FIGS. 10 through 12 show a second embodiment which is similar to the embodiment of FIGS. 1 through 9 except that it contains an hexagonal in cross-section distal extension 54 at the end of the stem 14. This hexagonal extension has a maximum diameter equal to that of the untapered zone 40 so that it will slip within the untapered zone 46 of the hub. As may be seen from FIG. 12, the extension 54 essentially has no operating effect. However, the purpose of this extension 54 is so that if a connector (stem and collar) design of this invention is attempted to be assembled with a standard prior art hub, then the extension 54 will project into the sharply tapered zone immediately proximal of the catheter and will make it difficult to assemble. If someone jammed a connector of this invention into a prior art hub, it would be apparent that there is an improper connection because as soon as an attachment is made to a patient, there would be blood leakage because of the body blood pressure.
It would be important in many circumstances that a coupling of a connector of this invention not be made to a prior art hub because selection of the inventive connector would usually be made when it is contemplated that liquid under pressure or gas of some sort is to be administered. In such a circumstance, it is important that the full sealing integrity of this invention be achieved in order to avoid a mishap.
As can be seen in FIG. 12, the O-ring 44 engagement between the straight wall zones 40 and 46 of the stem and hub, respectively, is provided. The length of the straight wall zone 40 and hexagonal segment 54 together has been selected to be at least 0.437 inches because that length was found to be sufficient to assure an inability to connect with most prior art hubs.
FIG. 13 shows a further modification of the FIGS. 10-12 embodiment in which the collar and stem are an integral element 56 and are mounted to a proximal fitting 58 by means of an O-ring 60 that permits the connector 56 to be rotated to engage the screw threads on the collar and on the hub without requiring that the fitting 58 be rotated.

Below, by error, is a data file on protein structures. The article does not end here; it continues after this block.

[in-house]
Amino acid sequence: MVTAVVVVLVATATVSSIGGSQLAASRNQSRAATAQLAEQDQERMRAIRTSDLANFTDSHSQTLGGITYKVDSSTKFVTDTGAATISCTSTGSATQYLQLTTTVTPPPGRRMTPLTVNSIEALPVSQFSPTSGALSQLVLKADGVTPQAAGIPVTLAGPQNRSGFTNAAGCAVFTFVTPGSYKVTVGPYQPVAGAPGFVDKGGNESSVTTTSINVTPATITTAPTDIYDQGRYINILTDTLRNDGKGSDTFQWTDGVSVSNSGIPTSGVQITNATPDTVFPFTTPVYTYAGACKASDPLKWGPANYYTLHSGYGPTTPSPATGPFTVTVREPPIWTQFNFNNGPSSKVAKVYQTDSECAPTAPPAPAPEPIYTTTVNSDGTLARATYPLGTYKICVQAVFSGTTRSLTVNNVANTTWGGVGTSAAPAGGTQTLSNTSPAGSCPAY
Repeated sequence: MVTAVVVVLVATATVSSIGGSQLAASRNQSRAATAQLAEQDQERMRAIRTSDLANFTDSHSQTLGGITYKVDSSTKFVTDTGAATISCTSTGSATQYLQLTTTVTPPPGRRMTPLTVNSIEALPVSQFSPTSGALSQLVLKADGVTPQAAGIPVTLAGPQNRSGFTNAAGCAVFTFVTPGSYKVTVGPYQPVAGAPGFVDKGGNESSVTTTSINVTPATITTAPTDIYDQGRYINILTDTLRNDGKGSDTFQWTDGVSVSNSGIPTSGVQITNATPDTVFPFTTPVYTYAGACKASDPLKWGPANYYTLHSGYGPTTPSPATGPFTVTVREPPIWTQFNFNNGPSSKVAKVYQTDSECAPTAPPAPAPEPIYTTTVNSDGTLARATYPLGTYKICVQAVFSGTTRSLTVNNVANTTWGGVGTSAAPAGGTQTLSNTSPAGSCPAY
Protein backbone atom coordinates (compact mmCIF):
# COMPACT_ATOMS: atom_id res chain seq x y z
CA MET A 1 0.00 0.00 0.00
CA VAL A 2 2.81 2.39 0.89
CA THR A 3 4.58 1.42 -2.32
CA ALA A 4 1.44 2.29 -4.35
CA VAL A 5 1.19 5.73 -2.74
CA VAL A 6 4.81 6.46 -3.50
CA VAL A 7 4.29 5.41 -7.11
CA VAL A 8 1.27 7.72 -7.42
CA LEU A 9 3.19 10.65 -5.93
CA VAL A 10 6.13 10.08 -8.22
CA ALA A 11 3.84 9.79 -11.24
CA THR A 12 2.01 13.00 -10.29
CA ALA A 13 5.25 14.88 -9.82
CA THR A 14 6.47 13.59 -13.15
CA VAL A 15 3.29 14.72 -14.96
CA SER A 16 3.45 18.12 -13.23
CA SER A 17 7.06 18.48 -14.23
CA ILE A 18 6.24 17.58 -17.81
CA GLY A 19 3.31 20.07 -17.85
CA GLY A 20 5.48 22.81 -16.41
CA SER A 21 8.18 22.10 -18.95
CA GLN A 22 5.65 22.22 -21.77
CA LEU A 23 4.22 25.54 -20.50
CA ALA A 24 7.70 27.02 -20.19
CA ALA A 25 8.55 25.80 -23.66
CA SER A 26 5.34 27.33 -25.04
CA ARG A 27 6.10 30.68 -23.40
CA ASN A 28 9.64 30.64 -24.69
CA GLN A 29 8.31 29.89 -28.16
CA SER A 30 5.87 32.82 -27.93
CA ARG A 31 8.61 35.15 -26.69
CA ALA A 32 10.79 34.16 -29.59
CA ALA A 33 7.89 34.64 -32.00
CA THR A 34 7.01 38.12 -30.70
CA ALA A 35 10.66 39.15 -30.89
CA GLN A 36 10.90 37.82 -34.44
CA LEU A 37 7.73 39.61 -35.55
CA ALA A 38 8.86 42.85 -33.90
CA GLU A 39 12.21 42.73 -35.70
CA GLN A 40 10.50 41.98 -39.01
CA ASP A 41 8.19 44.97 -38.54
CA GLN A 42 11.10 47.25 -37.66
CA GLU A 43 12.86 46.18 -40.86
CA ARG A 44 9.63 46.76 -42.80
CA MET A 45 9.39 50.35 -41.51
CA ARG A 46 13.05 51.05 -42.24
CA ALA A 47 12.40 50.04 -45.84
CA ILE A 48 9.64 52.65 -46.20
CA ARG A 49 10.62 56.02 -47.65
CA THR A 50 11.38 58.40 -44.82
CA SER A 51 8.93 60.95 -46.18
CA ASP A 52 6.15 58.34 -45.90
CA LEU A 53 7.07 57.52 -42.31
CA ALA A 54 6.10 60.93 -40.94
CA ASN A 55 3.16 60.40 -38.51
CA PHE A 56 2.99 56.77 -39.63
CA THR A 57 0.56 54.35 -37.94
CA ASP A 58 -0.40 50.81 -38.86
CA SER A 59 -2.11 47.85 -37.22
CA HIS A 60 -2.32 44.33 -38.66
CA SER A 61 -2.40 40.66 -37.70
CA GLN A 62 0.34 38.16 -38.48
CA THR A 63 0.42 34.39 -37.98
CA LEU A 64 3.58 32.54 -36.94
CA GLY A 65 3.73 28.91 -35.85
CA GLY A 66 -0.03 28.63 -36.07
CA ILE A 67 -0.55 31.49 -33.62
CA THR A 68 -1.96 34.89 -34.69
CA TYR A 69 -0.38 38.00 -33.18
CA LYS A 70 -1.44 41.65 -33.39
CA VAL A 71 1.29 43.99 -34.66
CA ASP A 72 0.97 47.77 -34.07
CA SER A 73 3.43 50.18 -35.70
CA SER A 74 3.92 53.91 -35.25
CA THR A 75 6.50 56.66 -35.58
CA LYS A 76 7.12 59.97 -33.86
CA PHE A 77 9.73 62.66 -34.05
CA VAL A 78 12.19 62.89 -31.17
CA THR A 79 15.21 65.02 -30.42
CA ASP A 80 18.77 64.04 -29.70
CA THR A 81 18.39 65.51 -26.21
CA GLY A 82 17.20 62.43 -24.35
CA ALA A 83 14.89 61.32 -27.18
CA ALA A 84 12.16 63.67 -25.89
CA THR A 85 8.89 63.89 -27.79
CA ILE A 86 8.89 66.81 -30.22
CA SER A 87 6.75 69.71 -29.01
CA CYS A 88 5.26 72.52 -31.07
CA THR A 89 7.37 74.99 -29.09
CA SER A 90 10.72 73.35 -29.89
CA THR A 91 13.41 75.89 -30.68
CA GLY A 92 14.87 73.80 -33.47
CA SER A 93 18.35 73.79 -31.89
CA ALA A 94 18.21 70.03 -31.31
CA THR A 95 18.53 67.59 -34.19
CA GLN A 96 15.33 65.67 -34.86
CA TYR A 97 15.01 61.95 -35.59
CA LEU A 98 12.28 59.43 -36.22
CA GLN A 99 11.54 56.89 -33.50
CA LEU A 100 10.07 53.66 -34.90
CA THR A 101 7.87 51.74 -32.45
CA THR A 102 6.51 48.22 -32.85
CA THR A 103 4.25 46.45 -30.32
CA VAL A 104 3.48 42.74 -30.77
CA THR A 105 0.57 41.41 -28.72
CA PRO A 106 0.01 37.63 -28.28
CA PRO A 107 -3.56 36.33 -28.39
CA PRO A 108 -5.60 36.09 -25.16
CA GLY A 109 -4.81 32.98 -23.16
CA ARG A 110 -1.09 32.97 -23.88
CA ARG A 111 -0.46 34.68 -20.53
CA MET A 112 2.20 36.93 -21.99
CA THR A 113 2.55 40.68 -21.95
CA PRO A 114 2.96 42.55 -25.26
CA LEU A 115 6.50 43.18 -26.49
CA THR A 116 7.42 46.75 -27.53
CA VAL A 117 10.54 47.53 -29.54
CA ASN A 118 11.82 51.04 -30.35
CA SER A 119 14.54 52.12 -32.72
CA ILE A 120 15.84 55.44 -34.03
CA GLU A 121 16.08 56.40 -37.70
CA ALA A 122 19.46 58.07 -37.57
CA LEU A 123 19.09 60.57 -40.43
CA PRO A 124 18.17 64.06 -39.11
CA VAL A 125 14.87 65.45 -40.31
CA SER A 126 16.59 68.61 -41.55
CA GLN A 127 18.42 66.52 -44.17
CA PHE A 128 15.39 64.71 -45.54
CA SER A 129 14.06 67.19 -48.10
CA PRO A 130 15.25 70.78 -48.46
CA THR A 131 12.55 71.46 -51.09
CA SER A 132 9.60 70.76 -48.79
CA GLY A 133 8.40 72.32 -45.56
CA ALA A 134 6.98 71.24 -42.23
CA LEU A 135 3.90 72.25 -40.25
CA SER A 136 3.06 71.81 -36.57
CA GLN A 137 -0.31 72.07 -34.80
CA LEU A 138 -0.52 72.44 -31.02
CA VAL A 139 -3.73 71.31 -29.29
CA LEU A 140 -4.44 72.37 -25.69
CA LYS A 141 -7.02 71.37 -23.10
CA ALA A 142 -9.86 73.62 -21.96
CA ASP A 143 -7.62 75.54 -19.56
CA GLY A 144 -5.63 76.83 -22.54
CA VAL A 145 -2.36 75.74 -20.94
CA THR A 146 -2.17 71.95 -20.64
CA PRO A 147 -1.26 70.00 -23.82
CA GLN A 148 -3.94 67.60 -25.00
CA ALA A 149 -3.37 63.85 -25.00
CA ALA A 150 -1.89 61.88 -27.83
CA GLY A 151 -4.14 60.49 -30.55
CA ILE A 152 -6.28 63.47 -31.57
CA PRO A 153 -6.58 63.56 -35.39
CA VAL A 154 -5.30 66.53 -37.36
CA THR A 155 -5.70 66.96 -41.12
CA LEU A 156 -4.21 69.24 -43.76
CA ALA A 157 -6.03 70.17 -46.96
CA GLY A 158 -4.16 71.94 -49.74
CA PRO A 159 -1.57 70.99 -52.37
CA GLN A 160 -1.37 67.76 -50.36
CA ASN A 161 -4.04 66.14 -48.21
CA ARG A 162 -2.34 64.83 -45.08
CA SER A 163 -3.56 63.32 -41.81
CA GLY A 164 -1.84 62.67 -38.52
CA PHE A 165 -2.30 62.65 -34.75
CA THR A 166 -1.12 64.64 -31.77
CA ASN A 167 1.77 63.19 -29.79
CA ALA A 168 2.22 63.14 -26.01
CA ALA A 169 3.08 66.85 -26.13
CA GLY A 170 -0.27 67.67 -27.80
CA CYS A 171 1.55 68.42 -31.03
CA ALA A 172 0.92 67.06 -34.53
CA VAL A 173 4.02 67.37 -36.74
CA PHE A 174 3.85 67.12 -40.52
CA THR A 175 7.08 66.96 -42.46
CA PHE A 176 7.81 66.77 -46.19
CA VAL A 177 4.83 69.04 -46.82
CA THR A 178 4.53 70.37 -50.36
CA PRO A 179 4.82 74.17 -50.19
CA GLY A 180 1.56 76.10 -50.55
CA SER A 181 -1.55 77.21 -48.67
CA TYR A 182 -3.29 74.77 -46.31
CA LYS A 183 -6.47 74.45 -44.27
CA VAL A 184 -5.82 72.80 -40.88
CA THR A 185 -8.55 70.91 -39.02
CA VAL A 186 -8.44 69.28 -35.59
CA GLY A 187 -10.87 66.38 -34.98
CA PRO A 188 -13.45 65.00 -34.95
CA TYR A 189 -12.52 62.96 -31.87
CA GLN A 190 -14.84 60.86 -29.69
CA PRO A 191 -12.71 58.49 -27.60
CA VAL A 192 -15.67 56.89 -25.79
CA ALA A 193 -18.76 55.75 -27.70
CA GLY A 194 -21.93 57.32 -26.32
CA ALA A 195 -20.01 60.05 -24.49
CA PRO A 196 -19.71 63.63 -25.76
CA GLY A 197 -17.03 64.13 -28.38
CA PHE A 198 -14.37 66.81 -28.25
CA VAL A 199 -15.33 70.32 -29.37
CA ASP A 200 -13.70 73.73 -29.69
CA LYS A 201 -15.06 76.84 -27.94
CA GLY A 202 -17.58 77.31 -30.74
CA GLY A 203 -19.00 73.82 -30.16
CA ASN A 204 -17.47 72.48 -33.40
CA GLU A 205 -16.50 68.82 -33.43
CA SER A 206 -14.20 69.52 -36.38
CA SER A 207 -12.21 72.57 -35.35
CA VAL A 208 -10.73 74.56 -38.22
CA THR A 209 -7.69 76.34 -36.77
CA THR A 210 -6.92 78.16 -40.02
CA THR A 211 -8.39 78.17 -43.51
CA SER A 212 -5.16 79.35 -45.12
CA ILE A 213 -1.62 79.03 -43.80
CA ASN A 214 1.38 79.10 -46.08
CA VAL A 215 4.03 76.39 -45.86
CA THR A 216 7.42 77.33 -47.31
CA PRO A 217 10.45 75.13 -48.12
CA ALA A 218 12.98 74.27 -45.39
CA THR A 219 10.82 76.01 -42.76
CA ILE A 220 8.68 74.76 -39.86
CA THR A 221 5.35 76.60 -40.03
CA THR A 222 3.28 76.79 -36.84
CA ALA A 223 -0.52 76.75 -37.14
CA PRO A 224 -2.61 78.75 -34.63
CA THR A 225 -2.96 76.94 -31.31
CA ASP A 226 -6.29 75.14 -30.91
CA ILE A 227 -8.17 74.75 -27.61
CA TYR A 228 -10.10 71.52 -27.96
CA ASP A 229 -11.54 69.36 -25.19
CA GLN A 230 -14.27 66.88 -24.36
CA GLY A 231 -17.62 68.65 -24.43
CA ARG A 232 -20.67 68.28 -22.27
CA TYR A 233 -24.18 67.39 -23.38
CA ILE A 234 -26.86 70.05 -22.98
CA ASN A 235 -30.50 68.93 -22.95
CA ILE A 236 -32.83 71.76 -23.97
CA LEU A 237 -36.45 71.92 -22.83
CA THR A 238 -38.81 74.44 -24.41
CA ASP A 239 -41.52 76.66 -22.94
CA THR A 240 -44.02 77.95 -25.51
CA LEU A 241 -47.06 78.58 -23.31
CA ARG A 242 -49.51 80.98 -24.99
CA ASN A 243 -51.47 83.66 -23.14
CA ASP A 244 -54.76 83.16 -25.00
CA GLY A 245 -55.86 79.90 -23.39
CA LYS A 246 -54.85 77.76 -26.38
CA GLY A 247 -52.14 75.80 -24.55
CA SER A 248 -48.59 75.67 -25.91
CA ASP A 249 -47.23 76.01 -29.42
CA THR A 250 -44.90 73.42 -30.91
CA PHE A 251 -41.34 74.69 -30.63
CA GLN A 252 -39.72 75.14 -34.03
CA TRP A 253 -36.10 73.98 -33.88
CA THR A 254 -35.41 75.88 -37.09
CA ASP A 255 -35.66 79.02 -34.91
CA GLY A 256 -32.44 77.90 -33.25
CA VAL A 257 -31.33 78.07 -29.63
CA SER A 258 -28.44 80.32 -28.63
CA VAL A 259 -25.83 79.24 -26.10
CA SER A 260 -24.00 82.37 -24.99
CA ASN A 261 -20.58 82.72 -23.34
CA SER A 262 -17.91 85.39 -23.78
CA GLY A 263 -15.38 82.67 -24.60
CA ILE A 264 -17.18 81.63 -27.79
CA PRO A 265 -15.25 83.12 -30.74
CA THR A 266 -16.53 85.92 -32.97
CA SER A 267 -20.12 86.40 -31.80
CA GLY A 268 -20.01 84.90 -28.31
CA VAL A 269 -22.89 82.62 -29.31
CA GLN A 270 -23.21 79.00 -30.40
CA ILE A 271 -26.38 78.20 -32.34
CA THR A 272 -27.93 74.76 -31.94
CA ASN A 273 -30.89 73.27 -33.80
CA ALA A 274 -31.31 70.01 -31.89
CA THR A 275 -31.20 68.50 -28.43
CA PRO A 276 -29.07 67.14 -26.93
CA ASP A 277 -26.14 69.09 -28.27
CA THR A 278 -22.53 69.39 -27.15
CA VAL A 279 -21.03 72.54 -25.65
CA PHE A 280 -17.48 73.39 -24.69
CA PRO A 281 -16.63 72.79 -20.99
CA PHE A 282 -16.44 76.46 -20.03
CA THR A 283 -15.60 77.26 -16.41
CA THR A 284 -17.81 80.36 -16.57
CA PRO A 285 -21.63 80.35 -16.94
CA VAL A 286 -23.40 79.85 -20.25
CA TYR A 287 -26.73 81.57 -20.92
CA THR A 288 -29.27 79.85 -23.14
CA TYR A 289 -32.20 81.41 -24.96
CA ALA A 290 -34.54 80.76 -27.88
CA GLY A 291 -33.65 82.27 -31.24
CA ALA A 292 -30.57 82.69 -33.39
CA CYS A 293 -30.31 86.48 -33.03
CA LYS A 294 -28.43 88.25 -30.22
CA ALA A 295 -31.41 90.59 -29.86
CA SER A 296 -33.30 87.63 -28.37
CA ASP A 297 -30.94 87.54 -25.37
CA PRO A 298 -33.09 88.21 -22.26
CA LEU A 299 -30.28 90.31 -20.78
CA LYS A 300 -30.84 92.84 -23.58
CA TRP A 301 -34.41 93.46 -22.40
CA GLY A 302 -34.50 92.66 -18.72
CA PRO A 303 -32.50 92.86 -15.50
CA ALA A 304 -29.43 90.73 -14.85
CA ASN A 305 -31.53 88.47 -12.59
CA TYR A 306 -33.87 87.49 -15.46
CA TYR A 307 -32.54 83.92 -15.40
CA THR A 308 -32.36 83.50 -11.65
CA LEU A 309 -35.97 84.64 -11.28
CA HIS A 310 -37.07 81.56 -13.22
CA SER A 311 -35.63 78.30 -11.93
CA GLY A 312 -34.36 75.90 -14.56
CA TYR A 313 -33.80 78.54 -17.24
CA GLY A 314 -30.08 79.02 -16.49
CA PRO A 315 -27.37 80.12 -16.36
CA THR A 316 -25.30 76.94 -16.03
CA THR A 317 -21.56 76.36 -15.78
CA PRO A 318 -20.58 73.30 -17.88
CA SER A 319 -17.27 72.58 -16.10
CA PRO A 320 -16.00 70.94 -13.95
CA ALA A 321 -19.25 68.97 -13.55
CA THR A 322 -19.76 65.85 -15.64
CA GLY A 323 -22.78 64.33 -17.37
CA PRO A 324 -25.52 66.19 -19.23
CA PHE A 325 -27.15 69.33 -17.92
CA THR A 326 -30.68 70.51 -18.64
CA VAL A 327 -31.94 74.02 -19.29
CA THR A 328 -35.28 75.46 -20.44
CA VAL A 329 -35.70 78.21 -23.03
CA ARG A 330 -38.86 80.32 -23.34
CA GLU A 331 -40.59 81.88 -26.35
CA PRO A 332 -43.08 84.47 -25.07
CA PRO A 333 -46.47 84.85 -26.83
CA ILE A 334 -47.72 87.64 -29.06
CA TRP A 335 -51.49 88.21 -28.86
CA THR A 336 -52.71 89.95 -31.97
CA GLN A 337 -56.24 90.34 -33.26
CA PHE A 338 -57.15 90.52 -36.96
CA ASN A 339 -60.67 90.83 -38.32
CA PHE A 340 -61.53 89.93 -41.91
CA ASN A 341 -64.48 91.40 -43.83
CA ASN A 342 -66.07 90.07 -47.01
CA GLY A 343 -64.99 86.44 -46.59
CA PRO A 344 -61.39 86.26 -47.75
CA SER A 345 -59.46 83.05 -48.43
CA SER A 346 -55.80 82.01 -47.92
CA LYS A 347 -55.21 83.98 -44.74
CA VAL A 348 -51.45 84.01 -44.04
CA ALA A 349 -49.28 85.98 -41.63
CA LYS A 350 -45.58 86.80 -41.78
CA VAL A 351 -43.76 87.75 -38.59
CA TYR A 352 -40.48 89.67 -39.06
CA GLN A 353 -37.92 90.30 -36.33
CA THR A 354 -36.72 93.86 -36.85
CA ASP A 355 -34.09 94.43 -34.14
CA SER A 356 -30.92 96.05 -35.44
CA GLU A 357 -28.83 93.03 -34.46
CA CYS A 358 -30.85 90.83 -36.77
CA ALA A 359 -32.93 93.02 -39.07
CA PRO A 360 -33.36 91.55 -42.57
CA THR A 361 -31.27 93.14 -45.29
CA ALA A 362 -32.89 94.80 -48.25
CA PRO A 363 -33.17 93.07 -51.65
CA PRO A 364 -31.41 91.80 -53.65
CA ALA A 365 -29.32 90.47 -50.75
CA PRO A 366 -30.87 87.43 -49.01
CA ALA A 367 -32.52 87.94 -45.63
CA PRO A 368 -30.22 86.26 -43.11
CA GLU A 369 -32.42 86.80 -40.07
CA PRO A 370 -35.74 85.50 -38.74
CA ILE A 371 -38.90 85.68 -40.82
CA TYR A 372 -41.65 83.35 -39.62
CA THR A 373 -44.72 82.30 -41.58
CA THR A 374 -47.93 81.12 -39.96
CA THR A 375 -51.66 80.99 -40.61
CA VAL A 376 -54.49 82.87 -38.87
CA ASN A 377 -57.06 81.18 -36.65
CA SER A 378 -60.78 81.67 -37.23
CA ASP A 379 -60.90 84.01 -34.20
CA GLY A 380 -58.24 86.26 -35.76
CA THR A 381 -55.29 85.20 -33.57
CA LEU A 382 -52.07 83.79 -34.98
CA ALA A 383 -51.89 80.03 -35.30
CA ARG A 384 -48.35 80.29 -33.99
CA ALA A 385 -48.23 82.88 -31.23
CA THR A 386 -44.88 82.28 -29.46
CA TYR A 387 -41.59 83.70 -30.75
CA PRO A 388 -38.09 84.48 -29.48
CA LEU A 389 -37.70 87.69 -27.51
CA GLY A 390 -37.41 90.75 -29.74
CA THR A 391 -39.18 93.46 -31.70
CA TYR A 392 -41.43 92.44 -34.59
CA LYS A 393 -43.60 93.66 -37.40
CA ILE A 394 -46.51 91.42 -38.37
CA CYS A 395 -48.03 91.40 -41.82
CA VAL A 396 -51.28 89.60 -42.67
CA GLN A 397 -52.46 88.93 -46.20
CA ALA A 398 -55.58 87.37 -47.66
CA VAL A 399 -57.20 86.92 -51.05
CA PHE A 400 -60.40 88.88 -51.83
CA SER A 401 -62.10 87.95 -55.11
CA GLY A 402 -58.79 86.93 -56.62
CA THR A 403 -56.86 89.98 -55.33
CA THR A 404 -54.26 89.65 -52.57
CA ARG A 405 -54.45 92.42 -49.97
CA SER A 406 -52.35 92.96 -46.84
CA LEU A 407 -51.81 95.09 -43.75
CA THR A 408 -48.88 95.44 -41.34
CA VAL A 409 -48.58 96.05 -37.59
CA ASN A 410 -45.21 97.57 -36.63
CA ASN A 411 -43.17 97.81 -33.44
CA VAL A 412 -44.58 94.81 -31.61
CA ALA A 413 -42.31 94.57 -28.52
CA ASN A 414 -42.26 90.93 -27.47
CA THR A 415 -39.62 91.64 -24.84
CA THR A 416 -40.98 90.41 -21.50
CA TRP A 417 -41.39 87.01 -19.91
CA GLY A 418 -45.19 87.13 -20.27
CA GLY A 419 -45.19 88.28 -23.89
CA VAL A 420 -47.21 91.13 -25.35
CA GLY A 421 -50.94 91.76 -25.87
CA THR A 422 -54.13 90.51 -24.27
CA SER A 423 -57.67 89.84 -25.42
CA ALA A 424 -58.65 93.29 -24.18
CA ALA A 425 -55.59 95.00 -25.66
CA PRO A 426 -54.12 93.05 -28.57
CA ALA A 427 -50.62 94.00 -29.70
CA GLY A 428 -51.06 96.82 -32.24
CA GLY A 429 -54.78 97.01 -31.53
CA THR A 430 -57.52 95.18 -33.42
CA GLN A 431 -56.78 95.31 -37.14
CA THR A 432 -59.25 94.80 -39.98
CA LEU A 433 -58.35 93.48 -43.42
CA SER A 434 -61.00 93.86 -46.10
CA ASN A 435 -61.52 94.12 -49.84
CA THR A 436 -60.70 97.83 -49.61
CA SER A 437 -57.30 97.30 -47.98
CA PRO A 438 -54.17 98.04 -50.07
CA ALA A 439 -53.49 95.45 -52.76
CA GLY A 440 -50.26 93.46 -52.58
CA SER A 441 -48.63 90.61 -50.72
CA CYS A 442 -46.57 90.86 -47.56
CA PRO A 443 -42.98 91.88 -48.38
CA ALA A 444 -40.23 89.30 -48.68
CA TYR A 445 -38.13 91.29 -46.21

FIG. 14 shows a further embodiment which also provides for an integral collar and stem 62 that incorporates the entire fitting and would require that the proximal portion of the fitting be rotated together with the collar and stem when connecting to the catheter shown.
Although this invention has been described in connection with a coupling to a catheter, it should be understood that the adapter of this invention would be particularly useful when coupling any high pressure liquid line or any gas source to other medical appliances applied to a patient such as a syringe.
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|WO2005097253A1||Mar 24, 2005||Oct 20, 2005||Cook Incorporated||Method and apparatus for an improved luer fitting connection|
|WO2013158519A1 *||Apr 15, 2013||Oct 24, 2013||Smiths Medical Asd, Inc.||Filling fitting|
|U.S. Classification||604/534, 604/905, 285/332, 285/354|
|International Classification||A61M39/00, A61M39/10|
|Cooperative Classification||Y10S604/905, A61M2039/1077, A61M2039/1033, A61M39/10|
|Mar 22, 1995||AS||Assignment|